Watch a recording of the ceremony below.
Francis S. Collins, M.D., Ph.D. currently serves as a Senior Investigator in the intramural program of the National Human Genome Research Institute, pursuing genomics research on type 2 diabetes and a rare disorder of premature aging called progeria.
Dr. Collins previously served as the 16th Director of the National Institutes of Health (NIH), appointed by President Barack Obama and confirmed by the Senate in 2009. In 2017, President Donald Trump asked Dr. Collins to continue to serve as the NIH Director. President Joe Biden did the same in 2021. For those 12 years, serving an unprecedented three administrations, Dr. Collins oversaw the work of the largest supporter of biomedical research in the world, spanning the spectrum from basic to clinical research. Dr. Collins stepped down as Director on December 19, 2021.
Dr. Collins is a physician-geneticist noted for his landmark discoveries of disease genes and his previous leadership of the international Human Genome Project, which culminated in April 2003 with the completion of a finished sequence of the human DNA instruction book. He served as director of the National Human Genome Research Institute at NIH from 1993-2008.
Dr. Collins is an elected member of both the National Academy of Medicine and the National Academy of Sciences, was awarded the Presidential Medal of Freedom in November 2007, and received the National Medal of Science in 2009. In 2020, he was elected as a Foreign Member of the Royal Society (UK) and was also named the 50th.
Anthony S. Fauci, M.D. is director of the National Institute of Allergy and Infectious Diseases (NIAID) at the U.S. National Institutes of Health, where he oversees an extensive research portfolio focused on infectious and immune-mediated diseases. As the long-time chief of the NIAID Laboratory of Immunoregulation, Dr. Fauci has made many seminal contributions in basic and clinical research and is one of the world’s most-cited biomedical scientists. He was one of the principal architects of the President’s Emergency Plan for AIDS Relief (PEPFAR), a program that has saved millions of lives throughout the developing world.
Dr. Joshua M. Sharfstein is Professor of the Practice in Health Policy and Management at the Johns Hopkins Bloomberg School of Public Health, where he also serves as Vice Dean for Public Health Practice and Community Engagement and as Director of the Bloomberg American Health Initiative.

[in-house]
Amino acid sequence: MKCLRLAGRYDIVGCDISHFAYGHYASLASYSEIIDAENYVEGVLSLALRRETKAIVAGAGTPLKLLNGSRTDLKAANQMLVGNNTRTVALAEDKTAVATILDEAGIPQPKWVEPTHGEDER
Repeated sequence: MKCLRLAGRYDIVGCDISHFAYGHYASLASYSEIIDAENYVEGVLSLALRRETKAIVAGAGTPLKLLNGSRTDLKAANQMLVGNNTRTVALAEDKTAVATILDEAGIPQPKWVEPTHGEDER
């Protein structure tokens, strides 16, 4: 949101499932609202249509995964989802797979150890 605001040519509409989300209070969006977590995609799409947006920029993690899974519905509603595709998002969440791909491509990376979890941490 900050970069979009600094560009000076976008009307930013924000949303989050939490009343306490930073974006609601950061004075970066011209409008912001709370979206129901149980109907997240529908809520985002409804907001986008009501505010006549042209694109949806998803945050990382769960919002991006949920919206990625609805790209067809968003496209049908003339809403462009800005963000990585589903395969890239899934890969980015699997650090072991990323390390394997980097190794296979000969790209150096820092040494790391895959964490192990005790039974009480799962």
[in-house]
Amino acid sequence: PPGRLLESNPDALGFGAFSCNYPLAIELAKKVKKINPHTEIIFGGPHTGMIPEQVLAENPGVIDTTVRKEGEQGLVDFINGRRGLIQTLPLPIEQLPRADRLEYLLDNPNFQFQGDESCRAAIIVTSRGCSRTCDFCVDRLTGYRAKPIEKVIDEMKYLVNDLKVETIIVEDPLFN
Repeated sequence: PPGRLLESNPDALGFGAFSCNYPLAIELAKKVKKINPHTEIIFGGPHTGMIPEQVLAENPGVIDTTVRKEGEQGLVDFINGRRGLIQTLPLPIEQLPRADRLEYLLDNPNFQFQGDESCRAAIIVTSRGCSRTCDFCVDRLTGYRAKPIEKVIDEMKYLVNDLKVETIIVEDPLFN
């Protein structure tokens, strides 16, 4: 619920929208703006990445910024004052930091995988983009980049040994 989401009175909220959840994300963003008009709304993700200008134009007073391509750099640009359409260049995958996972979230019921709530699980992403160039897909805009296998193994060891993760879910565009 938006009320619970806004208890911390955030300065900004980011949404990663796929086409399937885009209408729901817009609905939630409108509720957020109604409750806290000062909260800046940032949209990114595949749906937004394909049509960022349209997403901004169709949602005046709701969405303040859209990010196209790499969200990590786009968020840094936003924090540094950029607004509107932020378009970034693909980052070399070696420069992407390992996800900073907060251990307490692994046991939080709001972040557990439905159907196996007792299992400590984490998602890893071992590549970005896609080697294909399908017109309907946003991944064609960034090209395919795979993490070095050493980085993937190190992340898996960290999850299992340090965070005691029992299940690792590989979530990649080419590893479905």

A pediatrician by training, he is a former health commissioner of Baltimore, Principal Deputy Commissioner of the U.S. FDA, and health secretary of Maryland. He is the author of the Public Health Crisis Survival Guide: Leadership and Management in Trying Times (2018).
Chuck Todd, NBC News political director and moderator of Meet the Press, spearheads the network’s premier political coverage, offering insider analysis and translation of Beltway politics across all platforms – zeroing in on what really matters in Washington and why.
Todd is a primary anchor for the network’s primetime election coverage and is known for holding politicians and newsmakers accountable, as well as conducting in-depth news-making interviews with lawmakers on both side of the aisle.
Todd has earned the reputation as one of Washington’s most respected political journalists, paving the way for Meet the Press to become the #1 Sunday public affairs program, winning across the board for the 2018-2019 broadcast season.
This award recognizes individuals for extraordinary public service, in the fine tradition of Elliot Richardson, who served as a beacon of integrity and commitment to the public service. Richardson was a Fellow of the National Academy of Public Administration and served in four Cabinet-level positions in the U.S. government, including Secretary of Health, Education and Welfare, Secretary of Defense, Attorney General, and Secretary of Commerce.
Shortly, after his death on December 31, 1999, several friends and admirers of this exceptional public servant decided to establish a prize in honor of his memory. The bylaws of the Prize specify that the Richardson Prize is to be awarded to individuals "possessing the public service virtues exemplified by Elliot L. Richardson." Moreover, they state that such individuals "shall have demonstrated achievement, be significantly advancing the public good, and long-term dedication to public service, by serving the public interest in a public service capacity." Additionally, the bylaws state that individuals selected to receive the Richardson Prize "shall have demonstrated generosity of spirit, thoughtfulness in the pursuit of excellence in government, courage, and integrity."
Several of the past Prize recipients are Fellows or Honorary Fellows of the National Academy of Public Administration. Previous recipients of this distinguished award are the following: Colin Powell, Alice Rivlin, George Shultz, Norman Mineta, Sandra Day O’Connor, Lee Hamilton, Tom Kean, James Baker, George Mitchell, Robert Gates, Sheila Colleen Bair, Paul Volcker, Jr., John Koskinen, William D. Ruckelshaus, Sylvia Mathews Burwell, Leon Panetta, and Edmund G. Brown, Jr.